The key to garden waste recycling – what can and can’t be composted

Many people do not know that there is an art to composting. Though it is relatively easy to do, there are specific steps to getting the process right. Making good compost is a pleasure while a poorly maintained heap of compost can be a really bad experience.

When it comes to creating compost for the garden there is a great deal of information available. Some of the information may even seem to contradict what another source says. However, there is an abundance of consensus on what items are good and not good for use in home compost.

Most people also agree that composting is the first true step towards green gardening. In fact, home-made compost is a personal on-site and biological recycling system. Compost is the real beginning of healthy soil because the compost recycles nutrients and builds the structure of the soil. This improves water retention and/or drainage as needed by the garden. In addition to the benefits composting provides the garden, when done correctly the process of garden recycling is good for the environment. When items such as garden waste are sent to a landfill they end up getting buried in such a way that air (oxygen) cannot reach them. Since air cannot reach the items, they produce methane gas as they break down. Methane is a harmful greenhouse gas that damages the Earth's atmosphere.

It is pretty easy to get started composting at home. Composting is an inexpensive and natural process, producing nutrient-rich food that is valuable to the home garden.

Seven Easy Steps to Composting at Home

  • Choosing the correct site for the compost is very important. It must be a location that is reasonably sunny and preferably on bare soil. Patio slabs, tarmac, and concrete are not the ideal base for a compost bin, but if one of these is the only option then make sure to place a layer of twigs and paper or a bit of existing compost on the bottom. This will allow the colonisation of worms and other creatures. The site should also be easily accessible for adding ingredients and for retrieving completed compost.
  • It is vital that the right ingredients are added to make good compost. (See the subtitled section below for more information about the items to compost and the items not to compost.) A good tip for composting at home is to have a container that is readily available such as a kitchen caddy for collecting the items that will be transferred to the compost bin from throughout the house.
  • Fill the compost bin up by emptying the items from the kitchen caddy and adding any appropriate garden waste.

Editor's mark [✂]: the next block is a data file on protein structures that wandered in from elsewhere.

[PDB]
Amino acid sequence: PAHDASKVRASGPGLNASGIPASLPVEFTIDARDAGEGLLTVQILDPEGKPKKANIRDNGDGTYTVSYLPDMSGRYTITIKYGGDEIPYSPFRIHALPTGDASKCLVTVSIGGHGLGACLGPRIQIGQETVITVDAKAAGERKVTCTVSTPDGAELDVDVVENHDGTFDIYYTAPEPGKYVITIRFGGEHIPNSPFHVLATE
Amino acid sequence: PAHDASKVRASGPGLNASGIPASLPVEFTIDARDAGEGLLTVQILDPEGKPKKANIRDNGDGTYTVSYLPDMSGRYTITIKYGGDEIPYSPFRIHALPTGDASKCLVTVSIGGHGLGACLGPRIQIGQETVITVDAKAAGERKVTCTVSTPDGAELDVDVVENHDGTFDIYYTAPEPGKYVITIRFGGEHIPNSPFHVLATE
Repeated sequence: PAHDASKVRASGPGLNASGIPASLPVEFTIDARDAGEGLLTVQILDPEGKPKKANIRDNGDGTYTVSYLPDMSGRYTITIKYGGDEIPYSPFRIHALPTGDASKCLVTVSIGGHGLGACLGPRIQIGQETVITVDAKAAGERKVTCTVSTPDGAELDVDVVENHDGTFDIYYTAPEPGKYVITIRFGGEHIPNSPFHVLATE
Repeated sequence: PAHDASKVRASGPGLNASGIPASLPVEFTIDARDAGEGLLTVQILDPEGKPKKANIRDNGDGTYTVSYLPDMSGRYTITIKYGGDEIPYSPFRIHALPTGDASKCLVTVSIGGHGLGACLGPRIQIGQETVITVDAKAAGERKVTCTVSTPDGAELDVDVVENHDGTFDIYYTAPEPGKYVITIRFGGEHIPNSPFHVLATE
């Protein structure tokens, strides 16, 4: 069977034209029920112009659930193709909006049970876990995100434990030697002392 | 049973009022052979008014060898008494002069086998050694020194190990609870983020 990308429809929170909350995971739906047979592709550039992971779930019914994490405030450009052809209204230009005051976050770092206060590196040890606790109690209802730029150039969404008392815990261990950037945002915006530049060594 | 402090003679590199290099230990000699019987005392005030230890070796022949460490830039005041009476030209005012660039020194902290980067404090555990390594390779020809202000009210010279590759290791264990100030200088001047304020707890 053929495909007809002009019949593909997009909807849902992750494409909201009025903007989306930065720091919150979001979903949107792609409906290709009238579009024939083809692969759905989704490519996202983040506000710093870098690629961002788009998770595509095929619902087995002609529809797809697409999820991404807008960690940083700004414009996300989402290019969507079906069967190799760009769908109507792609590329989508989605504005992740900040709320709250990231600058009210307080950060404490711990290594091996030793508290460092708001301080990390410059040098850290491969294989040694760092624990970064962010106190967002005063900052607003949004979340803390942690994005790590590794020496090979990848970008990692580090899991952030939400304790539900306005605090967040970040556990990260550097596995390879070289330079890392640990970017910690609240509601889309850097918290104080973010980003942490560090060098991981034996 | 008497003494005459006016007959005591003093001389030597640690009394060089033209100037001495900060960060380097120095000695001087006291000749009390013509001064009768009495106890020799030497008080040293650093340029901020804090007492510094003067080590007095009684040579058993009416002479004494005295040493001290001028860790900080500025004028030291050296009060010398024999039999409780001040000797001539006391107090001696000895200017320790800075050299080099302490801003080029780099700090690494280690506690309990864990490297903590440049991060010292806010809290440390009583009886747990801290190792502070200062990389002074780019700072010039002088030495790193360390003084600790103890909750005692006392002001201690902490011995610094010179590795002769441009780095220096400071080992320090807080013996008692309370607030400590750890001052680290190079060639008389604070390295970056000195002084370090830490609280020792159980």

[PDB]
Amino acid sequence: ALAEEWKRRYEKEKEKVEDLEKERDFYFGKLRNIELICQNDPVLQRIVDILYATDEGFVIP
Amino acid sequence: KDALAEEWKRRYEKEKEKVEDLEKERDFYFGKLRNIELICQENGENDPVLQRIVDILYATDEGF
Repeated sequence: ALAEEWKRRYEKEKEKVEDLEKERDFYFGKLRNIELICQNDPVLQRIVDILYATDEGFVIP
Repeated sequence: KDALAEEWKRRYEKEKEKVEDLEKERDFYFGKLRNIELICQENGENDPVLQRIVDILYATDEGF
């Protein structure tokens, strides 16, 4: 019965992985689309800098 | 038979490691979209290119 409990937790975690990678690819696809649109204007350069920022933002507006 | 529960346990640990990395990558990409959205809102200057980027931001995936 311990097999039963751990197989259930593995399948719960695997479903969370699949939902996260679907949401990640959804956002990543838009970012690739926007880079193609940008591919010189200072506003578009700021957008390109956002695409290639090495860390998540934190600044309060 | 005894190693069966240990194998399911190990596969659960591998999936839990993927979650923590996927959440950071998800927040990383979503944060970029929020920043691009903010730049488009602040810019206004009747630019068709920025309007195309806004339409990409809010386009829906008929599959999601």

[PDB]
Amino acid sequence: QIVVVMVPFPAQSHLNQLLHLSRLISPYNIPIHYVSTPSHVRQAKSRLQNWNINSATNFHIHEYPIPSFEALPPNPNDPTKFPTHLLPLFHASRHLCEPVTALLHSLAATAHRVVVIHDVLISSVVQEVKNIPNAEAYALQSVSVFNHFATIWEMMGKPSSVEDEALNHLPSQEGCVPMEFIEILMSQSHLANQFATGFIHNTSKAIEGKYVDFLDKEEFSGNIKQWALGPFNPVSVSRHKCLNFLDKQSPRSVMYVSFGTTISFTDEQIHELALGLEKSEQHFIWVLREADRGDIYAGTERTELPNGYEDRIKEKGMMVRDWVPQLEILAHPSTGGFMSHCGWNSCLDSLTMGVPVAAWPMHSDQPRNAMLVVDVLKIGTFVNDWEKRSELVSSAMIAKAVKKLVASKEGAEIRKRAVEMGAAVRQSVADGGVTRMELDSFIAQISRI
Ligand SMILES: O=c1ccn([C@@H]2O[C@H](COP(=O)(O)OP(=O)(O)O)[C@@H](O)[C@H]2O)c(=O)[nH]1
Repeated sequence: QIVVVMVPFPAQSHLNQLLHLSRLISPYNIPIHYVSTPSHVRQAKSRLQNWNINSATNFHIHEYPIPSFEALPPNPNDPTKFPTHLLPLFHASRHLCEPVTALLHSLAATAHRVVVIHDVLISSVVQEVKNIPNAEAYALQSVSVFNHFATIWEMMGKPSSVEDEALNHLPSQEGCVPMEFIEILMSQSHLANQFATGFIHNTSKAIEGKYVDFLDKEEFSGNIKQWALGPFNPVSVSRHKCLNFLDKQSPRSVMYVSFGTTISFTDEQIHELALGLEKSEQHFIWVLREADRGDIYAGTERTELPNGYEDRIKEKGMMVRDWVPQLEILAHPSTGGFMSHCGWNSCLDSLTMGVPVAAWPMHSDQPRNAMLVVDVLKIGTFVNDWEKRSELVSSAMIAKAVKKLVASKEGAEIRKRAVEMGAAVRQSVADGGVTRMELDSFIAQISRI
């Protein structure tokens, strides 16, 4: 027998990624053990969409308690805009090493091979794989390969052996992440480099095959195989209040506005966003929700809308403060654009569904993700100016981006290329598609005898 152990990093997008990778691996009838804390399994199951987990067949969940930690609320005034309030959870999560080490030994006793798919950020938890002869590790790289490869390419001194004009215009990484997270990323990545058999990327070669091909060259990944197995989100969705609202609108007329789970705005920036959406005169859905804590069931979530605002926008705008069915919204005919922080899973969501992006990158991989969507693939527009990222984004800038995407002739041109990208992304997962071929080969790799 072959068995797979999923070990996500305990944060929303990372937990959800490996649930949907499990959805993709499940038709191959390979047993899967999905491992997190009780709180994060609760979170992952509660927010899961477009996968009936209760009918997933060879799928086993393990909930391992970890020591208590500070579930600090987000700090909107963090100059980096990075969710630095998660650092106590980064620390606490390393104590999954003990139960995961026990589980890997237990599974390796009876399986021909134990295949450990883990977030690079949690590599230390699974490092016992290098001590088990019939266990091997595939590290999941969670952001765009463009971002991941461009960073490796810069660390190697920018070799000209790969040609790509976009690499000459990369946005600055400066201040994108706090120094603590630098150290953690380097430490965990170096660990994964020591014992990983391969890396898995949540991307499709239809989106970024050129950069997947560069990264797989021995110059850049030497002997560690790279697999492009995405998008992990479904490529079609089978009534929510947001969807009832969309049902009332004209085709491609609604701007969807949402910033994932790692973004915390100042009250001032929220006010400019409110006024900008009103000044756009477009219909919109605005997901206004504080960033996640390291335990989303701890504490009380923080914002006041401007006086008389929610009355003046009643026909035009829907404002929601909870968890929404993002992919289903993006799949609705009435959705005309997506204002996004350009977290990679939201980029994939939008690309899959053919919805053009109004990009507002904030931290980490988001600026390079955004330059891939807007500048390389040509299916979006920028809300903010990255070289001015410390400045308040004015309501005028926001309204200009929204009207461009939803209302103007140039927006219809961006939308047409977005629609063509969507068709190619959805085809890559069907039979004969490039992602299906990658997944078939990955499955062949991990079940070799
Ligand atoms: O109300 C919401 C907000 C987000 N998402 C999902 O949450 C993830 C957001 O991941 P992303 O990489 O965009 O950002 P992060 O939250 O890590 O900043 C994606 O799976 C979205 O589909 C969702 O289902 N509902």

• All that is required now is to wait for a while. It may take between nine and twelve months for the composting process to complete and for the compost to be ready for use. Remember to keep adding ingredients to the top of the compost throughout this waiting period.
  • The compost is now ready for use. The compost will resemble the consistency of thick, moist soil; it will be a crumbly, dark material. Another indication the compost is ready to use is it will have an earthy, fresh aroma.
  • Depending upon the type of compost bin that was used, the compost can be removed by lifting the bin slightly off the ground or by opening a hatch at the bottom and then scooping out the nutrient-rich compost.
  • Finally, use the compost on the garden or even to feed the lawn. Further enhance the garden with new plants, updated fencing and furniture.

Making Good Compost Relies Upon Using the Correct Ingredients

Getting the right mix is what makes for good compost. The key to this is balancing the greens and browns that are used in the compost. Greens are things like fruit waste, tea bags, vegetable peelings, plant pruning’s, and grass cuttings. Browns include items like small twigs, scrunched up paper, and cardboard egg boxes. The differences between greens and browns have to do with the amount of time it takes for the items to rot and what the two contribute to the compost.

Greens provide important moisture and nitrogen while browns provide fibre and carbon. Browns also permit air pockets to form in the mixture, which is very important to the composting process to ensure that the items can fully break down in an environmentally friendly manner.

Items that should never be placed in the compost are meat, dairy products, cooked vegetables, plants that may be diseased, cat litter, dog excrement, and baby nappies. Weeds with seed heads and perennial weeds like dandelions and thistles should be avoided as well. Remember there is a difference between recycling and composting, although composting is a sort of garden recycling. Recycling in and of itself has to do with plastics, glass, and certain metals that are not fit for composting.

Items to Compost and What they Provide

Banana peels, clover, coffee grounds (and filters), dog food, feathers, flowers, fruit peels, green grass clippings, hair, hay, leather (leather waste), and vegetable peels and scraps all provide Nitrogen to the compost heap.

Cardboard, cocoa hulls, corncobs, dryer lint, dried grass clippings, hedge clippings, hops, leaves, newspaper, nut shells, oak leaves, sawdust and wood shavings, paper, peanut shells, peat moss, pine needles and cones, tea leaves, and weeds all provide Carbon to the compost heap.

Items to Avoid Composting

Cat litter (used) and cat/dog droppings may contain disease organisms and should never be composted. Coloured paper, non-biodegradable materials, and toxic materials should not be composted. Meats, fat, grease, oils, and bones can attract pests, coat materials as a sort of preservative and prevent them from breaking down so they should never end up in a compost bin. Finally, avoid placing lime peels or any part of a lime in a compost heap because the high alkaline pH is likely to kill the composting action.

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